After nearly a year and a half of a chaotic virtual school year, Virginia school districts will open fully for the first time since March 2020 after shutting their doors to prevent the spread of COVID-19.
On March 13, 2020, cities across Virginia closed schools in fear of the novel coronavirus. The expectation was to be closed for two weeks. Then, as cases of the then, very unknown virus, shot upward, Gov. Ralph Northam cancelled school in Virginia for the rest of the year, leaving school districts, parents, and students wondering how they would continue their studies. Some districts were eager to open — Hanover County Public Schools was the largest locality in the state to have a five-day-a-week school year last fall. Henrico and Chesterfield counties opened their doors later in the year, but Richmond Public Schools hesitated to fully open its doors with COVID-19.
Now, after state intervention, all Virginia school districts are required to reopen for full time in-person instruction. But as the pandemic has also had a political moment, all four districts in the Richmond area have largely differed on how they want to proceed, but have some similarities.
The consequences of closing schools were bitter and heartbreaking, the data shows. Young learners were less reading proficient than when schools were open, the data from the Phonological Awareness Literacy Screening shows.
The number of kindergartners and first-graders in need of early reading intervention shot up 10% year over year. It was even worse for Black, Latino and English language learners. Black early learners saw an 8.8% increase in students identified for reading intervention and nearly half of Latino early learners were identified. The first data from the Standards of Learning state standardized test also shows that there was less participation, but still significant damage from a lack of in-person learning across the state.
Here’s how the Richmond-area school districts are handling reopening.
Masks and vaccines
Dr. Norm Oliver, the state’s health commissioner, mandated masks for all K-12 settings in an order issued in August. The state has not required vaccines for teachers, leaving that decision up for local school boards.
In the metro area, Richmond Public Schools is the only locality to mandate a COVID-19 vaccine for all staff and other adults in the building, including community partners and contractors. All adults who work closely with RPS must submit proof of vaccination by Oct. 1 or face possible termination, Superintendent Jason Kamras said. The district required masks universally long before the state mandated it in schools.
In Henrico, the county flipped on mask wearing mandates within a week’s time, ultimately requiring them on the day the state stepped in.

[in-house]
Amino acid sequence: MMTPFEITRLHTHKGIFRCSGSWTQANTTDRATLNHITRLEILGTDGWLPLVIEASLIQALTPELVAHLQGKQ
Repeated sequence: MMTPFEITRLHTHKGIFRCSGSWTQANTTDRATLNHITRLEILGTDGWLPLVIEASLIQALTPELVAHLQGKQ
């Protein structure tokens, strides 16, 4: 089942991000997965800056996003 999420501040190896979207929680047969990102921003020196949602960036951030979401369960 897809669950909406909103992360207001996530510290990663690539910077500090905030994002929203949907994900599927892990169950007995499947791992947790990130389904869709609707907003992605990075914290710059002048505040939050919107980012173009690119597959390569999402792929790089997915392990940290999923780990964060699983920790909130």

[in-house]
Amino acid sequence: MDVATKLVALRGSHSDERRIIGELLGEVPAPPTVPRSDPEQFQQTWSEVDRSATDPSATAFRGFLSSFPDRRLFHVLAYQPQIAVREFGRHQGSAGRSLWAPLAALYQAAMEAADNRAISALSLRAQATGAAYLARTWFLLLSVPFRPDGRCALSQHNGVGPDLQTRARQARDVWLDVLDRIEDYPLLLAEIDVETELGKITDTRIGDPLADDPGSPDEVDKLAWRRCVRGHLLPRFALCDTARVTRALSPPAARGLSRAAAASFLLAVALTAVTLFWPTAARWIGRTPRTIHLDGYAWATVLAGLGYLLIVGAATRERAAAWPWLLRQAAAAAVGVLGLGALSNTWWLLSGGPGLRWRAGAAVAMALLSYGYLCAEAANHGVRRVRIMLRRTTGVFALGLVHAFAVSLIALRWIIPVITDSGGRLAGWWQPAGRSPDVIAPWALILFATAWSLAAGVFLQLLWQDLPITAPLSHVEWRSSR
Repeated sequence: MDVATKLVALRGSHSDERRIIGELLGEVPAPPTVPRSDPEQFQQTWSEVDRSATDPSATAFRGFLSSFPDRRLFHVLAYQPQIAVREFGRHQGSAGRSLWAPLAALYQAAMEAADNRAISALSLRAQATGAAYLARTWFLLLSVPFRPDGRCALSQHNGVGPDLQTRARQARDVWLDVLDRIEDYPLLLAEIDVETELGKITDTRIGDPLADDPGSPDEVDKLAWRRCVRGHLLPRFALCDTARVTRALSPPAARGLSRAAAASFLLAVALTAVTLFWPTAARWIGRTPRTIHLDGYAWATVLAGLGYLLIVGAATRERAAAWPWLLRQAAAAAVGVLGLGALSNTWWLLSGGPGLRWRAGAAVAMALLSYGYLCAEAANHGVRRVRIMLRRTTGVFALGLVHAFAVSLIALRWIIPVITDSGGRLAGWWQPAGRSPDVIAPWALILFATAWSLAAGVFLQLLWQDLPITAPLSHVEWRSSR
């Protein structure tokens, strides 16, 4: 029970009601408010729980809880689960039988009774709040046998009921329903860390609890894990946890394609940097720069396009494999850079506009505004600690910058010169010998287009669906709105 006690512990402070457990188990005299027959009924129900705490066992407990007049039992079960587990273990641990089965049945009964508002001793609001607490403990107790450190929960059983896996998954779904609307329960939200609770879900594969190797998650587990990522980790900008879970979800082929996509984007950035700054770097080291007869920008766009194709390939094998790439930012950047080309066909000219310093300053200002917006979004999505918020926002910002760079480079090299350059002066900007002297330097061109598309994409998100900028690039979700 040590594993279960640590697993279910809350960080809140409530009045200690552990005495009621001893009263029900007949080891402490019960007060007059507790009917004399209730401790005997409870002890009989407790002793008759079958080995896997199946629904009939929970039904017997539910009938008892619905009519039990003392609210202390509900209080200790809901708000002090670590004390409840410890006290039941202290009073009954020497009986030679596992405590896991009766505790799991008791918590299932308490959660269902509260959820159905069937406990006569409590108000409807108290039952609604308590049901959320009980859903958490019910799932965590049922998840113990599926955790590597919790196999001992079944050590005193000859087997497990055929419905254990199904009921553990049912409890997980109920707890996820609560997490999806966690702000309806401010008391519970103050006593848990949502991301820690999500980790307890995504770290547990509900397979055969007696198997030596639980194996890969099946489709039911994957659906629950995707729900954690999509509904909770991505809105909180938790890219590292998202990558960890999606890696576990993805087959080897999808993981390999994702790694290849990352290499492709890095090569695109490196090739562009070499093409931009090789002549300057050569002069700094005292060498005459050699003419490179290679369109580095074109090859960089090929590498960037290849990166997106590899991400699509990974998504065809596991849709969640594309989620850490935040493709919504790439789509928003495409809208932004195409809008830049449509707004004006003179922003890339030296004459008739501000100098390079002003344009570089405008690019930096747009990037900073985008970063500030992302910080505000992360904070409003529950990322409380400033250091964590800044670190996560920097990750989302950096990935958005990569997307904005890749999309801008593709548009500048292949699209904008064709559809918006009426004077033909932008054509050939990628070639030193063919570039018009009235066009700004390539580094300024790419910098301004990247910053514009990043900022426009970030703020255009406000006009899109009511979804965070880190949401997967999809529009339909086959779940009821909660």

The Henrico Health Committee, which leads decision-making for COVID-19 mitigation strategies, is not planning a COVID-19 vaccine mandate.
Chesterfield and Hanover have both experienced political fallout over mask mandates. The two districts saw protests against universal mask mandates. Before the state decision on masks, Chesterfield voted unanimously to mandate masks.
Hanover County’s School Board, however, ignored Superintendent Michael Gill’s recommendation to institute universal mask wearing for elementary school children, who are not yet eligible for COVID-19 vaccines, while masks would be optional for middle and high schoolers. Instead, the board voted to make mask wearing a parental choice. Now the district is complying with the state mandate.
While masks are required for all students, staff, and visitors in Chesterfield schools, a mask exemption is available for students. If a student cannot wear a mask, a face shield would be allowed. If the student can’t wear a face shield, a desk shield will be used, according to the district’s mask exemption procedures.
If a parent or student refuses the face or desk shield, they will be referred to administration. A spokesperson did not respond to questions about the number of students who have applied for and received a mask exemption.
With the spread of the delta variant and the rise of COVID-19 cases in schools, all four localities have reported a jump in requests from families to participate in virtual schooling.
In Richmond, there are 2,000 slots available for the Richmond Virtual Academy, but the district isn’t reopening the list. Kamras has said there aren’t enough staff members to support any additional students, but he encourages parents to either withdraw their students to homeschool them, or enroll them in the Virginia Virtual Academy. A district spokesperson said that while there’s been an increased interest in withdrawing students for homeschooling, the actual number of students withdrawing for homeschool is low.
Henrico will host its own virtual academy, but it has an extensive waiting list. There are around 2,400 people on a waiting list for virtual school in Henrico between the Henrico Virtual Academy and Virtual Virginia, which is down from nearly 3,000 in late August.